Final list of materials:
- Raspberry Pi 3 Model B
- MicroSD Card (32GB)
- Adafruit PiTFT 3.5″ PLUS Touchscreen
- Lithium-Ion Polymer Battery (1200mAh)
- Wireless Bluetooth Keyboard
- 5.5V to 3.3V step down converter
- Adafruit Powerboost 1000c
- Female USB Connectors
- Male USB Connectors
- MicroUSB POWER ONLY Cord (short)
- Power switch
- Wifi Adapter (optional)
- 2x 3mm LEDs
- 2x 200ohm resistors
- A 3D Printed case OR hack your own out of hard drive cases
- soldering station
- pliers (round nose)
- wire cutters
- hookup wire (stranded recommended)
- electrical tape
- hot glue gun + glue
- (opt) helping hands
Before assembling anything, I had to get the Pi3 to boot with the Adafruit PiTFT plus, which was a pain in the butt. The adafruit website declared,
“The display uses the hardware SPI pins (SCK, MOSI, MISO, CE0, CE1) as well as GPIO #25 and #24. GPIO #18 can be used to PWM dim the backlight if you like. All other GPIO are unused.”
I found that to be false info. I scratched my head trying to figure out how to find which pins were being used and which ones weren’t, and I came up with the brilliant and monotonous idea of connecting 40 jumper wires from the PiTFT to the Pi 3. I disconnected each pin one at a time to see if it would boot correctly, then removed the jumper wire if it wasn’t needed. In thirty minutes, I had the right pins to get the Pi to boot onto the TFT.
Using the chart above helped a lot (credit to whoever’s chart it is), and here are the GPIO pin numbers I came up with, and their functions:
pin 1 - 3.3V PWR
pin 2 - 5V PWR
pin 9 - GND
pin 18 - GPIO24 (GPIO_GEN5)
pin 19 - GPIO10 (SPI0_MOSI)
pin 21 - GPIO9 (SPI0_MISO)
pin 22 - GPIO25 (GPIO_GEN6)
pin 23 - GPIO11 (SPI0-_CLK)
pin 24 - GPIO8 (SPI_CE0_N)
pin 26 - GPIO7 (SPI_CE1_N)
pin 27 - ID_SD (I2C EEPROM)
pin 28 - ID_SC (I2C EEPROM)
I had to wait three to four days for the case to finish drying, but boy, was it worth it!
I started by desoldering the Li-Po battery from the inside of the bluetooth keyboard, attaching to the leads the 5.5V to 3.3V step down converter.
The Vout of the step down I soldered go to the 5V and GND through-holes on the Adafruit Powerboost 1000c.
I left the original USB port on the adafruit powerboost and permanently soldered it to the board.
I figured it would be easier to use a well off microUSB cord than to play around with making my own with hookup wire. Fortunately, I had an older (and shorter) microUSB cord that was just for power, not data transfer, so I used that. I wasn’t able to fit the microUSB cord through the holes in the case, so I stripped off the plastic cover to reveal the wires, and I soldered those onto the Pi. I checked with a multimeter which pads were 5V and GND, so I knew where to solder.
In the end, I decided to forget attempting to get 12 hookup wires through the holes in the case, and I resoldered a 2×20 GPIO header onto the Pi and connected the PiTFT on top of those (like it was intended to be used).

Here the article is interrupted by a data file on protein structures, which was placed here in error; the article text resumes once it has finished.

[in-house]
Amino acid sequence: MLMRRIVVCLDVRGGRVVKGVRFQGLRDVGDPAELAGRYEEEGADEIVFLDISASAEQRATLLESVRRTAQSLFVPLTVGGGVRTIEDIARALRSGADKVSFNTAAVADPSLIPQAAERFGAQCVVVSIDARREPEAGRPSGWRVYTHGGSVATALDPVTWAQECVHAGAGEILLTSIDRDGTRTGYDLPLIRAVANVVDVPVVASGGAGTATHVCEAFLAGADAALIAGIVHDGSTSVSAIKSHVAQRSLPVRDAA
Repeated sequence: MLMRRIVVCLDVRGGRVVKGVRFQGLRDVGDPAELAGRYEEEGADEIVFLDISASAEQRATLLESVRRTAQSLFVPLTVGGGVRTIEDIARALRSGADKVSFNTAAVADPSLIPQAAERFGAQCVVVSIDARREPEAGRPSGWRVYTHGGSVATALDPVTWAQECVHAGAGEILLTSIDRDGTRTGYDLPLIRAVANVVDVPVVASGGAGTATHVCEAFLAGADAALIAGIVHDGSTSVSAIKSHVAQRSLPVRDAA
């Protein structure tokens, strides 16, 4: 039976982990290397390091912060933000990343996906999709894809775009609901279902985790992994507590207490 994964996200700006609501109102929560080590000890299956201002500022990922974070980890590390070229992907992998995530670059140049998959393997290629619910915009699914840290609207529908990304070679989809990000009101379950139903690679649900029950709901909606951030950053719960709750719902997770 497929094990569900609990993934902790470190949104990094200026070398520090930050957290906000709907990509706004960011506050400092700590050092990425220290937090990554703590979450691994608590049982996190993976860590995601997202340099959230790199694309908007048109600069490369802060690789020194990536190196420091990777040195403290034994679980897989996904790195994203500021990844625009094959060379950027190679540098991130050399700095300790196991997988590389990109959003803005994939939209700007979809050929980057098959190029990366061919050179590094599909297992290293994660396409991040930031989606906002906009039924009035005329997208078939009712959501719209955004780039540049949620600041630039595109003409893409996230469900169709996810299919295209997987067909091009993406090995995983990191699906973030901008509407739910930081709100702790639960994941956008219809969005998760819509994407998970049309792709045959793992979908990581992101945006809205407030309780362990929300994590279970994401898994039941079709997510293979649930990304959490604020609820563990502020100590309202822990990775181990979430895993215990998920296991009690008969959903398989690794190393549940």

In the case, I drilled two holes for a power light and a low battery light. All of these I soldered from the adafruit powerboost, so I rigged up my 3mm LEDs.
I wrapped a 200ohm resistor around the stripped wire, soldered the two joints, then trimmed the wires.
I accidentally burned out an LED before realizing that the resistor was in parallel, therefore not allowing the full resistance to get to the LED. I trimmed the wire after that. (below)
My solder joints are pretty ugly, I know. But I promise I made them nicer! I also covered that part of the wire in electrical tape.
Next was to solder hookup wire to the male USBs:
I made each one a different length, since the female USBs were different lengths away.
Hot gluing the solder joints was a life saver for me, because if you bent the connections/wires too much the joints would break off.
After putting each USB in, I had to bend and twist the wires so the Raspberry Pi and PiTFT still fit snugly in the case, with the wires bent around it.
I soldered the 3 green wires to the Vs, EN, and GND through-holes and connected them to the power switch (not shown). The USB cable soldered to the pi I plugged into the socket, and in the top right hand corner I used a multimeter to find the polarities of the Low Battery LED pads, and soldered one of the 3mm LEDs to that.
Under that swarm of wires I placed the LiPo battery and taped it to the bottom with electrical tape.
Soon after, all I had to do was plug in the LiPo to the Powerboost 1000c, put the bevels in place, and watch the magic happen (the tape is on the top because I haven’t decided on a good way to secure the bevel yet).
Viola!! My very own portable linux computer. SO EXCITED!!
And yes, that is Doctor Strange as my background. 😉
I’m feeling very accomplished about this, and I hope this walk-through has entertained you or inspired you to make one of your own.
If you have any questions about things I did, don’t hesitate to contact me!
Until next time.